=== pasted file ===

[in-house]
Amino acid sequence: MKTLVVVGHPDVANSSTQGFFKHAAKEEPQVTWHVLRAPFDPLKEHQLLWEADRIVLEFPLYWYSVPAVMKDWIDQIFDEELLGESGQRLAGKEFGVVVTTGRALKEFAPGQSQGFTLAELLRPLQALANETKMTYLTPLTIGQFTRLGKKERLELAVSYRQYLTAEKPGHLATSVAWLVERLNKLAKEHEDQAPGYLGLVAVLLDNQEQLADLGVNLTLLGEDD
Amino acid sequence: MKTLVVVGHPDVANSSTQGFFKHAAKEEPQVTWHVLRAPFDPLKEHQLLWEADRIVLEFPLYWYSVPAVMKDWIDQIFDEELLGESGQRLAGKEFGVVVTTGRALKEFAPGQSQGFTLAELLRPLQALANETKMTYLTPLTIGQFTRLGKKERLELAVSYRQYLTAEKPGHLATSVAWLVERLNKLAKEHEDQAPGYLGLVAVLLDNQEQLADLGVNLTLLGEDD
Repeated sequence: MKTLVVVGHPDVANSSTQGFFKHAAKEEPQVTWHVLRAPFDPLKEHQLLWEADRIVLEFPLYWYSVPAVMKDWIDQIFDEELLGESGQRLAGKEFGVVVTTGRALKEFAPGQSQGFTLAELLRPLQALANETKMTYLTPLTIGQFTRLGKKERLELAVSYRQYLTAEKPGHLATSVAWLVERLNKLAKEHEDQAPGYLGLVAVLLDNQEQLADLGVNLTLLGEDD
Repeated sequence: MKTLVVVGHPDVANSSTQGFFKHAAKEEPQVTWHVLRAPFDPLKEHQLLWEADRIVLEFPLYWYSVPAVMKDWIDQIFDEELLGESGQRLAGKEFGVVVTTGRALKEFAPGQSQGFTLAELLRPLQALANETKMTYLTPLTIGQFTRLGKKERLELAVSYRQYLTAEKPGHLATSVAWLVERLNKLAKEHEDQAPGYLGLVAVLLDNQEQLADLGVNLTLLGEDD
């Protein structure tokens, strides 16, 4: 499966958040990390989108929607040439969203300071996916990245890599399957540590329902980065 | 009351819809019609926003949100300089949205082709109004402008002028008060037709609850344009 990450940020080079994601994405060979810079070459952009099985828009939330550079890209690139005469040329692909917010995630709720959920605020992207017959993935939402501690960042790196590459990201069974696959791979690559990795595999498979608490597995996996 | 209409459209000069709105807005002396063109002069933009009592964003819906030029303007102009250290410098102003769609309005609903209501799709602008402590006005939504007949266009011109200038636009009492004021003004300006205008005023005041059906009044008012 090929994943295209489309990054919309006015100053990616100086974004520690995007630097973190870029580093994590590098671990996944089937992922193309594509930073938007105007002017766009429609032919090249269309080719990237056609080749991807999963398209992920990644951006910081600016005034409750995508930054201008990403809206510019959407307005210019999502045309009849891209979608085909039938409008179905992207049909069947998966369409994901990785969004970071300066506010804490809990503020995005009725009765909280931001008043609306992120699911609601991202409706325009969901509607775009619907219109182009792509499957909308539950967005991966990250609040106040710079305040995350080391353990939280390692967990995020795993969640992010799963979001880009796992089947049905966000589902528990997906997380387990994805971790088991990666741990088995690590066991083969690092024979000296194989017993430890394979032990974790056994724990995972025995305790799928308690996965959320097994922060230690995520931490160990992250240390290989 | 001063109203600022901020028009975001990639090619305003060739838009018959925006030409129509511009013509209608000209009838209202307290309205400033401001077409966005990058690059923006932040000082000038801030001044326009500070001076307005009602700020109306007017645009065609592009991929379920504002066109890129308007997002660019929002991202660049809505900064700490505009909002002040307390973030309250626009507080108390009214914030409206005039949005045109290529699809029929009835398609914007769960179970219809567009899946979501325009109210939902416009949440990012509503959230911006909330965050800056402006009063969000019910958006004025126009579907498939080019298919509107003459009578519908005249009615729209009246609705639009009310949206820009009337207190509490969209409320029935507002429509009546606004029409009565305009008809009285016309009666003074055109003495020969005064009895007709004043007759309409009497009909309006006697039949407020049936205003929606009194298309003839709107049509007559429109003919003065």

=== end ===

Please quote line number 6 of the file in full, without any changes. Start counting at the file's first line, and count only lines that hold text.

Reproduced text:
């Protein structure tokens, strides 16, 4: 499966958040990390989108929607040439969203300071996916990245890599399957540590329902980065 | 009351819809019609926003949100300089949205082709109004402008002028008060037709609850344009 990450940020080079994601994405060979810079070459952009099985828009939330550079890209690139005469040329692909917010995630709720959920605020992207017959993935939402501690960042790196590459990201069974696959791979690559990795595999498979608490597995996996 | 209409459209000069709105807005002396063109002069933009009592964003819906030029303007102009250290410098102003769609309005609903209501799709602008402590006005939504007949266009011109200038636009009492004021003004300006205008005023005041059906009044008012 090929994943295209489309990054919309006015100053990616100086974004520690995007630097973190870029580093994590590098671990996944089937992922193309594509930073938007105007002017766009429609032919090249269309080719990237056609080749991807999963398209992920990644951006910081600016005034409750995508930054201008990403809206510019959407307005210019999502045309009849891209979608085909039938409008179905992207049909069947998966369409994901990785969004970071300066506010804490809990503020995005009725009765909280931001008043609306992120699911609601991202409706325009969901509607775009619907219109182009792509499957909308539950967005991966990250609040106040710079305040995350080391353990939280390692967990995020795993969640992010799963979001880009796992089947049905966000589902528990997906997380387990994805971790088991990666741990088995690590066991083969690092024979000296194989017993430890394979032990974790056994724990995972025995305790799928308690996965959320097994922060230690995520931490160990992250240390290989 | 001063109203600022901020028009975001990639090619305003060739838009018959925006030409129509511009013509209608000209009838209202307290309205400033401001077409966005990058690059923006932040000082000038801030001044326009500070001076307005009602700020109306007017645009065609592009991929379920504002066109890129308007997002660019929002991202660049809505900064700490505009909002002040307390973030309250626009507080108390009214914030409206005039949005045109290529699809029929009835398609914007769960179970219809567009899946979501325009109210939902416009949440990012509503959230911006909330965050800056402006009063969000019910958006004025126009579907498939080019298919509107003459009578519908005249009615729209009246609705639009009310949206820009009337207190509490969209409320029935507002429509009546606004029409009565305009008809009285016309009666003074055109003495020969005064009895007709004043007759309409009497009909309006006697039949407020049936205003929606009194298309003839709107049509007559429109003919003065």